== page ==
Il Mister Gets Duped By The New Kid On The Block

Marcello Lippi is someone who has won pretty much everything that football has to offer. We’re talking domestic titles on two continents, Champions Leagues on two continents, hell he’s even won a World Cup for good measure, yet yesterday, he was outshone and outthought by a relative novice in the managerial world. Let’s not pretend that Wales aren’t better than China because they are, but 6-0 better? Not a chance.

First Time In Lippi’s Career His Side Have Shipped Six

Lippi’s side have all been built on the same foundations, having a strong defence and the rest will take care of itself. If we take a look at his Juventus side in the early noughties, they had the best defensive record in Serie A for two successive years and lo and behold they won the title.

His final season was Juve was not as successful, funnily enough, they leaked more goals. Pattern emerging here isn’t there? You can even go back to his first spell at Juventus in the nineties and it’s the same thing, they’ve always got one of the best defensive records. Ok, so maybe he can only do it in Europe? That would be a fair assumption.

At Guangzhou Evergrande it was more of the same, which puts to bed that theory. In the three consecutive years, they won the title, they never shipped more than thirty goals and in the 2013 campaign, only eighteen goals were conceded. EIGHTEEN in a whole season. Lippi’s side conceded SIX last night.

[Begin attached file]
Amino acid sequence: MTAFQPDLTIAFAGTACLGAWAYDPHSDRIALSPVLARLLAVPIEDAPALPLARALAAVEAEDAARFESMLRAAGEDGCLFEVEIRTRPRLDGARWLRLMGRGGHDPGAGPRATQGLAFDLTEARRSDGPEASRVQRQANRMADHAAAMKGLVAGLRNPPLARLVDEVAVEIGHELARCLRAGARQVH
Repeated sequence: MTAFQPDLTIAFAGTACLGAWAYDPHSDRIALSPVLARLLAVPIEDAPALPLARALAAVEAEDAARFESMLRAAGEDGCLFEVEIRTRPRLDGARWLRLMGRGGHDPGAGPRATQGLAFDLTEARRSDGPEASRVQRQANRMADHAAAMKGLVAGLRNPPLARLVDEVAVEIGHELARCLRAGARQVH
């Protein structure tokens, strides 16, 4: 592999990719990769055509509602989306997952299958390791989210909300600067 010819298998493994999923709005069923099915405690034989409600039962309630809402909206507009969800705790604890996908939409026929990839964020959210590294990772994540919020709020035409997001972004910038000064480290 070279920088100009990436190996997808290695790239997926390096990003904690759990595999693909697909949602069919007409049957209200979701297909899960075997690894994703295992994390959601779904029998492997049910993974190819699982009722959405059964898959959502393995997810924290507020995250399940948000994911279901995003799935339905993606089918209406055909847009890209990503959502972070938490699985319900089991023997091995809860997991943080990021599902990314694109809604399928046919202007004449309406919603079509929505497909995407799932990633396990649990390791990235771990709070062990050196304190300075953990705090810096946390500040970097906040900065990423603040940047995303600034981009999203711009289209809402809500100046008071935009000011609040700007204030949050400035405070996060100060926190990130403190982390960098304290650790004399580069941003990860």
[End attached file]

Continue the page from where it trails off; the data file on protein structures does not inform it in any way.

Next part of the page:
Factually speaking, it can’t be ignored that China are not on the same level on the international scene that Guangzhou Evergrande and Juventus are in their respective countries, nevertheless, this is the first time in Lippi’s managerial career that one of his sides has leaked six in a game, so we’re now in unknown territory for Lippi and how he will react will be very, very interesting.

China Were Bad, But Wales Were Very, Very Good

Let’s take nothing away from Wales, they were quality from the word go, in particular, the man of the hour, Gareth Bale. It was reported yesterday morning by the Spanish media that Bale had rejected a move to the Chinese Super League, however, it was one of those articles without any quotes, so it must be taken with a pinch of salt. China opted for a 4-2-3-1 formation, Yan Junling was in goal with a centre-half pairing of Feng Xiaoting and He Guan in front of him. We’ll focus on those three as they’re the biggest ‘culprits’.

You’d think that with Vokes starting up front for Wales, Lippi would have some sort of idea which way Giggs’ team were going to play. Evidently not. With less than three minutes on the clock, Plan A had worked. Hennessey lumped the ball forward, Vokes won the ball in the air with ease and flicked it on to Bale who still had a lot to do. He made light work of the aforementioned centre-half partnership and put it beyond Yan Junling to his right.

I’m not sure if I’m being harsh here, but for me, the keeper has to do better. Out of the three keepers in the squad, the Shanghai SIPG player is the least-capped and it’s hard to see him winning any other caps in a hurry as with the first goal he seemed to be slightly flat-footed. Things didn’t get much better from that moment onwards…

Junling Has Had Better Days At The Office

Nineteen minutes past without any danger as such for Lippi’s side. With the clock on the 21st minute, danger had arrived once again. China were the masters of their own downfall as they were trying to play out from the back in triangles; Vokes nicked in, played in Bale and he slotted it beyond the despairing Yan Junling again. 2-0 and we weren’t even halfway through the first-half.